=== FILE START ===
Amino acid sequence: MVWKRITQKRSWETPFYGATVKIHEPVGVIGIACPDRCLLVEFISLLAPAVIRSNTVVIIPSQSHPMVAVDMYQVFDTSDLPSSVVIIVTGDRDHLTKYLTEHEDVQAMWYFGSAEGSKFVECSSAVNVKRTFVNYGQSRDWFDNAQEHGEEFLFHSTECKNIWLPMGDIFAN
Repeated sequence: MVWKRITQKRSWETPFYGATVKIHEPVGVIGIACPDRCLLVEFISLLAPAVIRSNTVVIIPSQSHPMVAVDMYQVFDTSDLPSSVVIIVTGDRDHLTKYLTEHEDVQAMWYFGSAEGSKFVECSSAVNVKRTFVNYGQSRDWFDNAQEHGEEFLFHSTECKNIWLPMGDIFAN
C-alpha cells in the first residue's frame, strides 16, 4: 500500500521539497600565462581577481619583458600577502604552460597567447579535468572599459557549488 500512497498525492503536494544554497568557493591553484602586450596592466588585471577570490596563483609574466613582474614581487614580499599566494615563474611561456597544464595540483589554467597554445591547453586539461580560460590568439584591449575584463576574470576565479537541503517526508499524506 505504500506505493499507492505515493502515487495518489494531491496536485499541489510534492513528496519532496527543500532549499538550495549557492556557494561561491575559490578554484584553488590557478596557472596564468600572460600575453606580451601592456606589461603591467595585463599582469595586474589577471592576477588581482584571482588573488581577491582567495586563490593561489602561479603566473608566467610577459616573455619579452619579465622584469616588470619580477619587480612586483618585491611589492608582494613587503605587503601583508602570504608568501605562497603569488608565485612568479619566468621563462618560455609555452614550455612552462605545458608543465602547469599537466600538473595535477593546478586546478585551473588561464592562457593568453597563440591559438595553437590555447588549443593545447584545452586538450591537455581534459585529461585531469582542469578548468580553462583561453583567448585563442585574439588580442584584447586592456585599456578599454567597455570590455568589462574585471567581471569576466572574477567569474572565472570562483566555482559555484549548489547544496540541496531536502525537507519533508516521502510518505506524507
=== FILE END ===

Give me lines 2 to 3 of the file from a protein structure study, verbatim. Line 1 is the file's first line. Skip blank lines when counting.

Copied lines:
Repeated sequence: MVWKRITQKRSWETPFYGATVKIHEPVGVIGIACPDRCLLVEFISLLAPAVIRSNTVVIIPSQSHPMVAVDMYQVFDTSDLPSSVVIIVTGDRDHLTKYLTEHEDVQAMWYFGSAEGSKFVECSSAVNVKRTFVNYGQSRDWFDNAQEHGEEFLFHSTECKNIWLPMGDIFAN
C-alpha cells in the first residue's frame, strides 16, 4: 500500500521539497600565462581577481619583458600577502604552460597567447579535468572599459557549488 500512497498525492503536494544554497568557493591553484602586450596592466588585471577570490596563483609574466613582474614581487614580499599566494615563474611561456597544464595540483589554467597554445591547453586539461580560460590568439584591449575584463576574470576565479537541503517526508499524506 505504500506505493499507492505515493502515487495518489494531491496536485499541489510534492513528496519532496527543500532549499538550495549557492556557494561561491575559490578554484584553488590557478596557472596564468600572460600575453606580451601592456606589461603591467595585463599582469595586474589577471592576477588581482584571482588573488581577491582567495586563490593561489602561479603566473608566467610577459616573455619579452619579465622584469616588470619580477619587480612586483618585491611589492608582494613587503605587503601583508602570504608568501605562497603569488608565485612568479619566468621563462618560455609555452614550455612552462605545458608543465602547469599537466600538473595535477593546478586546478585551473588561464592562457593568453597563440591559438595553437590555447588549443593545447584545452586538450591537455581534459585529461585531469582542469578548468580553462583561453583567448585563442585574439588580442584584447586592456585599456578599454567597455570590455568589462574585471567581471569576466572574477567569474572565472570562483566555482559555484549548489547544496540541496531536502525537507519533508516521502510518505506524507